Treatment for running injuries in Rochester MN

As the Rochester Hot Apple Cider Hustle, Turkey Trot, and other fall marathons kick into high gear, preventing and treating running injuries is paramount. Because of the demands you place on your body, navigating running injuries can be difficult.

In this blog, we'll delve into three prevalent running injuries – plantar fasciitis, shin splints, and Achilles tendinitis – exploring effective strategies to prevent and address these issues.

Plantar Fasciitis:  

I’m sure you all know someone who has dealt with plantar fasciitis, and nearly 50% of people who have experienced it will still experience symptoms 15 years later. For runners, being proactive when treating this is essential as it is the most common cause of heel pain.

The plantar fascia is a strong band on the bottom of the foot that runs from the base of your big toe to the heel.  

Plantar fasciitis can present with pain with your first few steps walking in the morning or can be one of those nagging conditions with heel pain with every step you take. Either way, we need to figure out the cause of it and provide appropriate treatment.

Contrary to common belief, arch height isn’t the culprit of plantar fasciitis; surprisingly, toe weakness and calf tightness are two of the biggest predictors.

The intrinsic muscles of the foot help pull your toes down during the gait cycle. If you have toe weakness, this can cause your toes to pull up too rapidly, causing strain on the plantar fascia. The foot's intrinsic muscles also help support the arch, thus the plantar fascia.

Both prevention and treatment strategies center around activating and strengthening the foot’s intrinsic muscles while also addressing calf tightness.

Our go-to tool, the Toe Pro, designed by Dr. Tom Michaud, targets the foot's intrinsic muscles and engages the Peroneals, a calf muscle linked to plantar fasciitis when weak.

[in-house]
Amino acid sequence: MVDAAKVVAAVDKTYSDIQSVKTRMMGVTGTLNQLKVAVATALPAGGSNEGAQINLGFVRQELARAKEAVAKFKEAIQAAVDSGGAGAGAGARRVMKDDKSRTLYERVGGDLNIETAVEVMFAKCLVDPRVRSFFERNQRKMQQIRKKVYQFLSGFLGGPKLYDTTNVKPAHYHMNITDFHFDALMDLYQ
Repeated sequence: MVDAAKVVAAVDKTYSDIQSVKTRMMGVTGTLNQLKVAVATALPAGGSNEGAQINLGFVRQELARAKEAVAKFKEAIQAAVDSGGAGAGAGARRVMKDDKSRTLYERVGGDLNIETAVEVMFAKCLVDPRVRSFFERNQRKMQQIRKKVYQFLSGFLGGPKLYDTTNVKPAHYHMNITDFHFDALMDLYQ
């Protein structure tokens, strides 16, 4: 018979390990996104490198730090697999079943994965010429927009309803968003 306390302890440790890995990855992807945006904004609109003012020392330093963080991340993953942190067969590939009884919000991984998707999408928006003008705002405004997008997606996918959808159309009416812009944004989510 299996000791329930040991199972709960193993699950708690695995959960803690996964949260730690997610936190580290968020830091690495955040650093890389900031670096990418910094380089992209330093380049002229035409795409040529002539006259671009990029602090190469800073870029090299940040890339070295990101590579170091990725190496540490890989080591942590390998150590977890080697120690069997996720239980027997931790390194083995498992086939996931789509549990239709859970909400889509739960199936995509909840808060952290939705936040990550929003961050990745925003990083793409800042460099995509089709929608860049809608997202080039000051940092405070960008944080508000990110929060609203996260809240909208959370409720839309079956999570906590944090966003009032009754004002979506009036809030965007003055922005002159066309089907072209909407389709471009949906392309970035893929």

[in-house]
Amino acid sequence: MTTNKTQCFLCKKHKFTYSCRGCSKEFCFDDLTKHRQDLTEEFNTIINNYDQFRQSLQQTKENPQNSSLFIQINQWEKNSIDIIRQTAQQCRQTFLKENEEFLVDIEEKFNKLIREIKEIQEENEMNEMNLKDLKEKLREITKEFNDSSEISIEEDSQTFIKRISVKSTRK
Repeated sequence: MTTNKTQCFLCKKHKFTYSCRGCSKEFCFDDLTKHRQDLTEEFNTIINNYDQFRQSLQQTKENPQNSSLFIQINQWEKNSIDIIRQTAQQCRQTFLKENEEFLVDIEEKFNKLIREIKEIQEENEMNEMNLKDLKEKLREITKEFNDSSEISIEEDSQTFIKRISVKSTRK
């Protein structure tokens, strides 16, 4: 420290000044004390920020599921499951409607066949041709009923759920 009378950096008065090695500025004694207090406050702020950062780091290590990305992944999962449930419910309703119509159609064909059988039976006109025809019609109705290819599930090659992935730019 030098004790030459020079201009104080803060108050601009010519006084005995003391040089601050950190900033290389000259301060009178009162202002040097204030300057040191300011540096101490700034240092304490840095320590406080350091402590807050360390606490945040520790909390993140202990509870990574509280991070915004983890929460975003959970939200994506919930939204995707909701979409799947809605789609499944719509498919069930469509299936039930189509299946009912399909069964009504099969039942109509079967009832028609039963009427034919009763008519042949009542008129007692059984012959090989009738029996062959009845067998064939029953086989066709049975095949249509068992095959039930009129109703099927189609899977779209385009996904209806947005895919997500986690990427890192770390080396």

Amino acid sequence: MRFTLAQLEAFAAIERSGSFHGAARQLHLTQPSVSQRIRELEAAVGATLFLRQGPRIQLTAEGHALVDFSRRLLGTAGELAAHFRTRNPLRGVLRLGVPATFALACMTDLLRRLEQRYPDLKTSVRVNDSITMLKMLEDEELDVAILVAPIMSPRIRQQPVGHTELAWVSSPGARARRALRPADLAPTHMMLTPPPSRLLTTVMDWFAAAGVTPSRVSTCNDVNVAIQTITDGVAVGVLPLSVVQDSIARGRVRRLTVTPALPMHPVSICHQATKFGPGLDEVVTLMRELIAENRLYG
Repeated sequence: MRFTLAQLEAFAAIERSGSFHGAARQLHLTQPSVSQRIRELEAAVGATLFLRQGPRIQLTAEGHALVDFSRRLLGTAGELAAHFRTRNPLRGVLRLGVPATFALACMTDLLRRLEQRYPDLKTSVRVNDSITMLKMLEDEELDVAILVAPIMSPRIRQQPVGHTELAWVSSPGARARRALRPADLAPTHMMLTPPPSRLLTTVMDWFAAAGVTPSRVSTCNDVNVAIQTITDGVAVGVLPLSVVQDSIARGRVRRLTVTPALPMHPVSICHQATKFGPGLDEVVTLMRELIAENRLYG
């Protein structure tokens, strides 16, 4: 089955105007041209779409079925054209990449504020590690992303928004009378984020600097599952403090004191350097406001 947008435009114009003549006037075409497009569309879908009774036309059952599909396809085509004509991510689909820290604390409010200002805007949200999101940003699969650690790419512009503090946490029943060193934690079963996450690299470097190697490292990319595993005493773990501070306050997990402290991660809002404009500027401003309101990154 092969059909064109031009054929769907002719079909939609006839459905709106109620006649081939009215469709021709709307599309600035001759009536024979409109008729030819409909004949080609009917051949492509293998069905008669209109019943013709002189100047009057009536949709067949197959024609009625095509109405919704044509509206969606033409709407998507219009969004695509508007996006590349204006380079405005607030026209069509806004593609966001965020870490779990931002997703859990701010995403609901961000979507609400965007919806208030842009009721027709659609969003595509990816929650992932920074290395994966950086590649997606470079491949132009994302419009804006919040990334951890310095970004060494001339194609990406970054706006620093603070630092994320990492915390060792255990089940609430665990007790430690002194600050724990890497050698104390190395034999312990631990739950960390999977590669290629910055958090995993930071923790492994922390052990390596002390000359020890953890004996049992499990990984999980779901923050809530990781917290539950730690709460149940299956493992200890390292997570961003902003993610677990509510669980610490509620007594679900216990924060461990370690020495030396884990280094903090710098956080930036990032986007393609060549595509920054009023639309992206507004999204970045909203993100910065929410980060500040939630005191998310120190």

Our favorite way to stretch the calves is with the Tri-Planar Calf Stretch (video link). This stretch helps target the calves in 3 planes of motion to help get all areas of the calf.

In the office, dry needling is another tool used to treat plantar fasciitis as it helps kickstart the healing process, especially in a chronic case.

Shin Splints:

Shin Splints are among the most common running injuries, with around 40% of high school runners experiencing them during a track and field season.

Shin Splints, also known as Medial Tibial Stress Syndrome, typically present with pain on the inside of your calf, 2-3 inches above your ankle.

Pain over your tibia's medial side (inside of your shin bone) is four to six times more likely than Achilles tendinitis and plantar fasciitis, making it essential to know how to prevent it!

Medial tibial stress syndrome essentially causes micro-stress fractures to the lower leg bone, which is why this injury can be complex and long-lasting.

Once shin splints appear, they can nag and are hard to eliminate, so it's important to take a proactive approach. If severe enough, shin splints can progress into a stress fracture, with rest being the only option.